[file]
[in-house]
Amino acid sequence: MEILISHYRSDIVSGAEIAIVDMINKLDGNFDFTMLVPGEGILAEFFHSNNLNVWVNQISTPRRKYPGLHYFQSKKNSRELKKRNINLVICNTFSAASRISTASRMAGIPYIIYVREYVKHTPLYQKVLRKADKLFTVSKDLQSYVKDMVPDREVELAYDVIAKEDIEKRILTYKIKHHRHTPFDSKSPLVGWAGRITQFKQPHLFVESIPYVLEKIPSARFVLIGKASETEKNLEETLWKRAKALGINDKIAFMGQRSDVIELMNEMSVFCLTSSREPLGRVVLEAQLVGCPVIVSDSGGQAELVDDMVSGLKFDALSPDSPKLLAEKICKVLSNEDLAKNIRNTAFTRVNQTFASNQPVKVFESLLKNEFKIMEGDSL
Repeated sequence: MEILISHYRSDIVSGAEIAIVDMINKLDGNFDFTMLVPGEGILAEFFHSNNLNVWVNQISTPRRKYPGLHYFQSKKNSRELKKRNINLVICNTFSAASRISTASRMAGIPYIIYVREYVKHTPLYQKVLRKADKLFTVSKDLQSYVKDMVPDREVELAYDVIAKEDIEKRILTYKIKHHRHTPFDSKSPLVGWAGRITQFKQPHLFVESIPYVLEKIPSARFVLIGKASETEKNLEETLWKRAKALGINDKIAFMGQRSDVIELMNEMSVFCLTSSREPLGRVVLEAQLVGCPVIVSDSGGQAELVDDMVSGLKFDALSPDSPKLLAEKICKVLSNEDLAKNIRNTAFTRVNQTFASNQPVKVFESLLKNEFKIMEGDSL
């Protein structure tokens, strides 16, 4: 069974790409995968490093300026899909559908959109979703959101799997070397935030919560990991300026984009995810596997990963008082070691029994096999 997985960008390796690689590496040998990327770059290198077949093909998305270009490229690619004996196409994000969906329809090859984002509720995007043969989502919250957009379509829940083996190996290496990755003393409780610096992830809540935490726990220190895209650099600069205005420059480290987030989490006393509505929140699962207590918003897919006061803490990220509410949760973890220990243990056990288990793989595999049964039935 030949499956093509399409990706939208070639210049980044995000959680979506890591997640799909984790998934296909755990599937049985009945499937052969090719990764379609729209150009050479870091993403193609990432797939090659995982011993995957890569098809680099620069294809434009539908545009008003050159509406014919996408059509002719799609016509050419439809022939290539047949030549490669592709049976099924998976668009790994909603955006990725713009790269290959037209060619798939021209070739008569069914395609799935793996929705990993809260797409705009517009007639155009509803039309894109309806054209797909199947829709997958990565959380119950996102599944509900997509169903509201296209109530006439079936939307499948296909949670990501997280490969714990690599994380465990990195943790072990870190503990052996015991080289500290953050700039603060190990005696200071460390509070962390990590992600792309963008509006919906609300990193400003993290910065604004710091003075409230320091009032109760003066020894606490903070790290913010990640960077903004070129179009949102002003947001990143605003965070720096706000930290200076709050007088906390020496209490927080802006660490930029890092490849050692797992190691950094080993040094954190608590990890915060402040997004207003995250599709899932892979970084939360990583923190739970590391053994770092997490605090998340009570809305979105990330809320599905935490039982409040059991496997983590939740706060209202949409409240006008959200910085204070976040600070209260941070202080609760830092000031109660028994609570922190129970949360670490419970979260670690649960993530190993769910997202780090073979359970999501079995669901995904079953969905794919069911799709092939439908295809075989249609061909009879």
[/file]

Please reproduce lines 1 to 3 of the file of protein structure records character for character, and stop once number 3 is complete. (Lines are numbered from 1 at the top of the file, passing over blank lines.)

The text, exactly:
[in-house]
Amino acid sequence: MEILISHYRSDIVSGAEIAIVDMINKLDGNFDFTMLVPGEGILAEFFHSNNLNVWVNQISTPRRKYPGLHYFQSKKNSRELKKRNINLVICNTFSAASRISTASRMAGIPYIIYVREYVKHTPLYQKVLRKADKLFTVSKDLQSYVKDMVPDREVELAYDVIAKEDIEKRILTYKIKHHRHTPFDSKSPLVGWAGRITQFKQPHLFVESIPYVLEKIPSARFVLIGKASETEKNLEETLWKRAKALGINDKIAFMGQRSDVIELMNEMSVFCLTSSREPLGRVVLEAQLVGCPVIVSDSGGQAELVDDMVSGLKFDALSPDSPKLLAEKICKVLSNEDLAKNIRNTAFTRVNQTFASNQPVKVFESLLKNEFKIMEGDSL
Repeated sequence: MEILISHYRSDIVSGAEIAIVDMINKLDGNFDFTMLVPGEGILAEFFHSNNLNVWVNQISTPRRKYPGLHYFQSKKNSRELKKRNINLVICNTFSAASRISTASRMAGIPYIIYVREYVKHTPLYQKVLRKADKLFTVSKDLQSYVKDMVPDREVELAYDVIAKEDIEKRILTYKIKHHRHTPFDSKSPLVGWAGRITQFKQPHLFVESIPYVLEKIPSARFVLIGKASETEKNLEETLWKRAKALGINDKIAFMGQRSDVIELMNEMSVFCLTSSREPLGRVVLEAQLVGCPVIVSDSGGQAELVDDMVSGLKFDALSPDSPKLLAEKICKVLSNEDLAKNIRNTAFTRVNQTFASNQPVKVFESLLKNEFKIMEGDSL